Some people say that a diamond is forever. When you consider picking up diamond gifts for the important people in your life, you have a lot to think about beyond the mere makeup of the stone's setting. While the setting is definitely an important component to think about, there is more to it than merely the setting itself. When you buy diamonds, you are buying more than just a rock to put into a ring or necklace. A diamond is a special kind of stone, and as such requires some specialized knowledge.

Buying diamonds or any other kind of jewelry requires an appreciation for the subtle aspects of both the stone and the setting into which it will be placed. While you do not need to worry about a diamond getting scratched up by its placement within a setting, you may need to be somewhat concerned about the setting not allowing the diamond to catch as much light as it should in order to sparkle as much as it can. Jewelry that showcases a stone needs a lot of light.

While a lot of people who own diamond jewelry do not realize this, the setting actually has a lot to do with how well the diamond's cut and other qualities are shown off. The way the light plays off of the diamond and through it makes a huge amount of difference to the overall look of the piece, as well as the gem itself. A proper diamond in a bad setting will look bad, and even the best diamonds do not look their best if their settings are not up to par with the quality of the stone. Of course, there are occasions when you can cheat somewhat and make the opposite work just as well.

In gem investment, there are several different quality levels for stones. At one extreme are the diamonds that are used for drill bits. These are not gem quality in the slightest, and you would never see them on a piece of jewelry. On the exact opposite end of the diamond spectrum are investment grade stones that typically cost far more than the average person can afford to spend.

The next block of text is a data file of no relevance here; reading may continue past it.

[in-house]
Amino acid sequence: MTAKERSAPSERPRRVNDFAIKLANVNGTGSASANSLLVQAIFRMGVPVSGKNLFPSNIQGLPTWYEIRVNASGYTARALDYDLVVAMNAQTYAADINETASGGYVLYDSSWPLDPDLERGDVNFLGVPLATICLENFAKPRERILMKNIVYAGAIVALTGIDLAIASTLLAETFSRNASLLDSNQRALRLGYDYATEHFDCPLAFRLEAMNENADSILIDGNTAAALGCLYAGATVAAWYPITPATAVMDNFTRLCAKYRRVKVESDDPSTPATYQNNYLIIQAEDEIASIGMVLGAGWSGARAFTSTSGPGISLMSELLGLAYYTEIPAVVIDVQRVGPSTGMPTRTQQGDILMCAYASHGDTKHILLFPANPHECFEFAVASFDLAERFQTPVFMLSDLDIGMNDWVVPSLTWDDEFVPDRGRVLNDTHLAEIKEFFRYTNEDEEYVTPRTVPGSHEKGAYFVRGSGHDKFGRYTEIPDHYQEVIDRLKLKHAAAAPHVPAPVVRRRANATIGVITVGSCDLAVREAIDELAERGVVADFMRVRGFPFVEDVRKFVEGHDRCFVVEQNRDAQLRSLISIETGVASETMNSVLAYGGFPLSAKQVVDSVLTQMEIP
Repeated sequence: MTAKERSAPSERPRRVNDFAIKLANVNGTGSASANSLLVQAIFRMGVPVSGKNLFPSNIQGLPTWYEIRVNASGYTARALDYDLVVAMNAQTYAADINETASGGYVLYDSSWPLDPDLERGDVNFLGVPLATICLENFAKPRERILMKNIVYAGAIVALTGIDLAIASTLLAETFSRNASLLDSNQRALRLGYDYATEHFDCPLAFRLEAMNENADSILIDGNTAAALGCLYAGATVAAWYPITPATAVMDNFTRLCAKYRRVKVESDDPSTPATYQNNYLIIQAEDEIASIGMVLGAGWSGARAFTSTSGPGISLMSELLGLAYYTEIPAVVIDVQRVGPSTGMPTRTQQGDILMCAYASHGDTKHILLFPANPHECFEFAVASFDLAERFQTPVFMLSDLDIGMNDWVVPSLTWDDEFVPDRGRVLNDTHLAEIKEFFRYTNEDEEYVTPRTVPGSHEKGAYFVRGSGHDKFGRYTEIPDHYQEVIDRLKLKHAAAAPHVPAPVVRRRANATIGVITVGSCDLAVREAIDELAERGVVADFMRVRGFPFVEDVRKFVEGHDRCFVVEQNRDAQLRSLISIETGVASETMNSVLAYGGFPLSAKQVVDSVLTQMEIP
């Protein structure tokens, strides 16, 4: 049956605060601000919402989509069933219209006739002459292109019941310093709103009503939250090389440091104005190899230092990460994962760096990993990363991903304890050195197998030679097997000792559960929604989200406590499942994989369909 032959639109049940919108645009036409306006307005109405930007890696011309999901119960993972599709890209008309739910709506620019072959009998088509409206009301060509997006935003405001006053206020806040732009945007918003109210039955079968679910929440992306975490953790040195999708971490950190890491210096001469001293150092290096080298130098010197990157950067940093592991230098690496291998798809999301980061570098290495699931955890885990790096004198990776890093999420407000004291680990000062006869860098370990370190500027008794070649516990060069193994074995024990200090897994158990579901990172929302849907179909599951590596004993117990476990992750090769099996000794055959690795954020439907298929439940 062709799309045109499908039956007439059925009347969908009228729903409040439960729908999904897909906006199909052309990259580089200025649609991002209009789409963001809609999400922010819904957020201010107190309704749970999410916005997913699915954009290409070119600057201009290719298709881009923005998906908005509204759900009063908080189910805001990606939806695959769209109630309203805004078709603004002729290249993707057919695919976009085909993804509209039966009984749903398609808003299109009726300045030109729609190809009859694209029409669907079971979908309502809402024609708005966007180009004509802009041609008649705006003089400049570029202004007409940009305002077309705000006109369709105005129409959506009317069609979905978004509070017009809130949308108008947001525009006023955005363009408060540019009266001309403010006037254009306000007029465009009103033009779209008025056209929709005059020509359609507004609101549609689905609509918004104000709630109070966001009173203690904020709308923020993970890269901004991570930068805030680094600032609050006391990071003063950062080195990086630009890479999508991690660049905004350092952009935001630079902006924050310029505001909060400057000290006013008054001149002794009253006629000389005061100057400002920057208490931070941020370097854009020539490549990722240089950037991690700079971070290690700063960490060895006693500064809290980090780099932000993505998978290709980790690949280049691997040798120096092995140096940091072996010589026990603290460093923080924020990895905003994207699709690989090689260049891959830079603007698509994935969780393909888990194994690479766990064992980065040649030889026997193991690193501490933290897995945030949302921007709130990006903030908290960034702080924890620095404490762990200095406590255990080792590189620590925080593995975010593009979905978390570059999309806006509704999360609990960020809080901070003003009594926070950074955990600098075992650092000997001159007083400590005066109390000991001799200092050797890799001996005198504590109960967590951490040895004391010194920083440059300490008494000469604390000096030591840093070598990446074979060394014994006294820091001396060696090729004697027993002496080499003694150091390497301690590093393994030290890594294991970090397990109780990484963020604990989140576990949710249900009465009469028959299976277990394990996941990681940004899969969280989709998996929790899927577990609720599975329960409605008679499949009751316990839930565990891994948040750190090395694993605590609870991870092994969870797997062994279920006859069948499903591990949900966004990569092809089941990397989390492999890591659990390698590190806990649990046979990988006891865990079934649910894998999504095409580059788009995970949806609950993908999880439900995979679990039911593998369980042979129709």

The most major advantages to investment grade stones are things that most people would not care that much about anyway, such as an extravagant size or having absolutely no inclusions. While these are great for their status symbol value, most people only need a stone that looks great in its setting. This means that even with some small inclusions, the stone will still look great when its wearer shows it off. A few tiny inclusions can easily be hidden when the right kind of setting is used, and this makes all the difference. For a small fraction of the price that a "perfect" stone would command, you can get a nice stone that will still look great for its intended purpose.

Ultimately, your diamond buying experience should be one that is both relaxing and educational for you. The gem dealer should be willing to explain every facet of the diamond experience, both literally and figuratively speaking. When you know that your gem is coming from a knowledgeable and reputable expert in the field, you can focus on buying a beautiful stone instead of worrying about whether you will be paying the best price you can find. On top of that, even if you do work with a highly reputable gem dealer, you might still want to get a second opinion to make sure the deal you are getting is the best one possible. Just remember that in the end, spending a little more or less on a diamond is a small matter, since this is the kind of gift that lasts.

This is particularly the case with engagement rings.

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